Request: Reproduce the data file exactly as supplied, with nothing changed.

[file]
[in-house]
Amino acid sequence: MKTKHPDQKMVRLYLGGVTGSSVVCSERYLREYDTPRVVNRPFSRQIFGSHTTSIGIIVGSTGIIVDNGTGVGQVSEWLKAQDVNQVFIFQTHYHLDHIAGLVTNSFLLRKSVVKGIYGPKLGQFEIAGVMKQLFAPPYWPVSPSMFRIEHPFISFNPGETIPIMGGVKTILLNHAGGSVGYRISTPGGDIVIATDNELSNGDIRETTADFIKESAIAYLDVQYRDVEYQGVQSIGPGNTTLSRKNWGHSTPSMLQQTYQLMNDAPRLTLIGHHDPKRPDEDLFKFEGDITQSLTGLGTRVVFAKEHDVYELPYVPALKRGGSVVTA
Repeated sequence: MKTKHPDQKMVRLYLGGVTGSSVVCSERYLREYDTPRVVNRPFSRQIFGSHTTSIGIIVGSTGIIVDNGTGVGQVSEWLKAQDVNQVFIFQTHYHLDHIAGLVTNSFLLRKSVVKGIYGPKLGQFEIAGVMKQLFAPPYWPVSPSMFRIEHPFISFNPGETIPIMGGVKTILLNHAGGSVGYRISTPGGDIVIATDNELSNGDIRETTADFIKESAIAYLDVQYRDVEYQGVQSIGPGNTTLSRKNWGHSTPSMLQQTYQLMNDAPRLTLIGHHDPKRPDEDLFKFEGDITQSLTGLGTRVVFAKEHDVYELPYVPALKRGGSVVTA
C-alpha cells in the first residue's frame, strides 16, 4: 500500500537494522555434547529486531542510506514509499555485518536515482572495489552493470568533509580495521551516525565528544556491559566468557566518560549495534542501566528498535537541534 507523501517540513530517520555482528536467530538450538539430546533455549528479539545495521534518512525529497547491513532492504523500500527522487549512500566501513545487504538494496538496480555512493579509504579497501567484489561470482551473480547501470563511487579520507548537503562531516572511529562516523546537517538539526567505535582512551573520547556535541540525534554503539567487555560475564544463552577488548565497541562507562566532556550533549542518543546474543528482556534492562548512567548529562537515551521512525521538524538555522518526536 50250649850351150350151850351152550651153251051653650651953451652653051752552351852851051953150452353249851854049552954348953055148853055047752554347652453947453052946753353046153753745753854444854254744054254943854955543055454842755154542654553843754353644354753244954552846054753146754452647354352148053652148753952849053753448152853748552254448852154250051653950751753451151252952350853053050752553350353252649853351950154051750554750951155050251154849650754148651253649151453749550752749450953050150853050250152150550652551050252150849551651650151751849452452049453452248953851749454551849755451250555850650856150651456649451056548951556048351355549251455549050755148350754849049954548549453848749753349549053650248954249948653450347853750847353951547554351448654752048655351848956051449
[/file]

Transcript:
[in-house]
Amino acid sequence: MKTKHPDQKMVRLYLGGVTGSSVVCSERYLREYDTPRVVNRPFSRQIFGSHTTSIGIIVGSTGIIVDNGTGVGQVSEWLKAQDVNQVFIFQTHYHLDHIAGLVTNSFLLRKSVVKGIYGPKLGQFEIAGVMKQLFAPPYWPVSPSMFRIEHPFISFNPGETIPIMGGVKTILLNHAGGSVGYRISTPGGDIVIATDNELSNGDIRETTADFIKESAIAYLDVQYRDVEYQGVQSIGPGNTTLSRKNWGHSTPSMLQQTYQLMNDAPRLTLIGHHDPKRPDEDLFKFEGDITQSLTGLGTRVVFAKEHDVYELPYVPALKRGGSVVTA
Repeated sequence: MKTKHPDQKMVRLYLGGVTGSSVVCSERYLREYDTPRVVNRPFSRQIFGSHTTSIGIIVGSTGIIVDNGTGVGQVSEWLKAQDVNQVFIFQTHYHLDHIAGLVTNSFLLRKSVVKGIYGPKLGQFEIAGVMKQLFAPPYWPVSPSMFRIEHPFISFNPGETIPIMGGVKTILLNHAGGSVGYRISTPGGDIVIATDNELSNGDIRETTADFIKESAIAYLDVQYRDVEYQGVQSIGPGNTTLSRKNWGHSTPSMLQQTYQLMNDAPRLTLIGHHDPKRPDEDLFKFEGDITQSLTGLGTRVVFAKEHDVYELPYVPALKRGGSVVTA
C-alpha cells in the first residue's frame, strides 16, 4: 500500500537494522555434547529486531542510506514509499555485518536515482572495489552493470568533509580495521551516525565528544556491559566468557566518560549495534542501566528498535537541534 507523501517540513530517520555482528536467530538450538539430546533455549528479539545495521534518512525529497547491513532492504523500500527522487549512500566501513545487504538494496538496480555512493579509504579497501567484489561470482551473480547501470563511487579520507548537503562531516572511529562516523546537517538539526567505535582512551573520547556535541540525534554503539567487555560475564544463552577488548565497541562507562566532556550533549542518543546474543528482556534492562548512567548529562537515551521512525521538524538555522518526536 50250649850351150350151850351152550651153251051653650651953451652653051752552351852851051953150452353249851854049552954348953055148853055047752554347652453947453052946753353046153753745753854444854254744054254943854955543055454842755154542654553843754353644354753244954552846054753146754452647354352148053652148753952849053753448152853748552254448852154250051653950751753451151252952350853053050752553350353252649853351950154051750554750951155050251154849650754148651253649151453749550752749450953050150853050250152150550652551050252150849551651650151751849452452049453452248953851749454551849755451250555850650856150651456649451056548951556048351355549251455549050755148350754849049954548549453848749753349549053650248954249948653450347853750847353951547554351448654752048655351848956051449